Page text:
Today I decided to explore the mountains around Chefchaouen—a small city in the Rif Mountains of northwestern Morocco known for being utterly awash in shades of blue.
As I wandered happily along goat trails and village paths, a man who lived nearby appeared ahead of me. He offered directions, then he offered advice, and then he offered guiding services on my mountain jaunt.
I appreciated his desire to help (it seemed sincere), but I didn’t want it.
In explanation, I finally got to use a phrase that has been patiently awaiting its day in the sun for years—maybe my whole life.
Thank you, but I’m okay, I said. I like to walk alone.
And it’s true! Man, is it true. I love to go on hiking and walking adventures with friends—sometimes. But if I get it into my head that it’s a solo adventure day, I will carry that whim beyond the edge of reason.
I know I’m not the only stubbornly independent one out there. This is for us—don’t apologize:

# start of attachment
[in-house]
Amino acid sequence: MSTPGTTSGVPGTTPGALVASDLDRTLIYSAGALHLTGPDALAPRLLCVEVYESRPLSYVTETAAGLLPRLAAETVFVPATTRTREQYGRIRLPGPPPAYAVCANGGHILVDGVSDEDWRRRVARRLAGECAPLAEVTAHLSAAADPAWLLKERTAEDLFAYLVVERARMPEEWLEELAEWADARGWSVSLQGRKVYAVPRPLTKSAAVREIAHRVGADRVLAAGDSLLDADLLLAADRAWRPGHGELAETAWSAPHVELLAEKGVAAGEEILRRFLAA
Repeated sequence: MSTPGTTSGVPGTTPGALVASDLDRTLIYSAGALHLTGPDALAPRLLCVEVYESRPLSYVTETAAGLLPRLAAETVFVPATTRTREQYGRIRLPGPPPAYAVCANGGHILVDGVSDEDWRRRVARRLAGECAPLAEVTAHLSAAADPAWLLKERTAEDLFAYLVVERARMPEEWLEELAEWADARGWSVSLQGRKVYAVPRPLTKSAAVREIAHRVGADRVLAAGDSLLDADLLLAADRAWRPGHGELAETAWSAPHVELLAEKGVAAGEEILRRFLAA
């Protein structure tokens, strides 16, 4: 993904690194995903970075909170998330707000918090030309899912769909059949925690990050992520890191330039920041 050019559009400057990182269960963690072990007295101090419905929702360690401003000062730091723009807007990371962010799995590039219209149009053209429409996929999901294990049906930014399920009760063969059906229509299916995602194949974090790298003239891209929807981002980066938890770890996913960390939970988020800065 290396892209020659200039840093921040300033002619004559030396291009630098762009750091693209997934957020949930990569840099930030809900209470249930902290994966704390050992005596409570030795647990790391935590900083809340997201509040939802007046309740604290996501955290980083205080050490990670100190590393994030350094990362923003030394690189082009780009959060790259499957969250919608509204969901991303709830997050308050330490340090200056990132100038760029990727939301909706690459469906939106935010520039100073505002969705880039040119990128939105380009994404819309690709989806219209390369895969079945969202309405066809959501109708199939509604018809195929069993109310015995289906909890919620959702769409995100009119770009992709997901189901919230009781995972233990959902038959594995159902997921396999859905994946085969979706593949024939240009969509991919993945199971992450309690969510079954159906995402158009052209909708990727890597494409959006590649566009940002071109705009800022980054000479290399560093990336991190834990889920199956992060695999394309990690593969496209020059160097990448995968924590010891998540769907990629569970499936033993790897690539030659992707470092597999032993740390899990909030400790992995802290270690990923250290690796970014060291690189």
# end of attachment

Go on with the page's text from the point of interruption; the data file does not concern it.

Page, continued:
The next time someone offers to come with you,
Answer patiently, but firmly: “thank you, but I like to walk alone.”
If they insist, resist.
If they push, push back.
If they don’t understand, explain:
“I like to walk alone, and I’m going to the mountains;
I like to walk alone, and I’m going out to sea;
I like to walk alone—I don’t want a companion;
I like to walk alone—you cannot come with me!
There’s a secret on the mountaintop,
but it can’t be heard in pairs;
There is treasure on the ocean’s floor,
and I don’t want to share;
It’s waiting for me, and me alone,
That slippery, shimmering something out there!
Another day we’ll go together,
but today, my friend, I’m going alone.
No matter the risk, no matter the weather,
I’m going—and you cannot come.”
May your solo journeys be nourishing, fearless and fulfilling.
Author: Toby Israel
Image: Author’s Own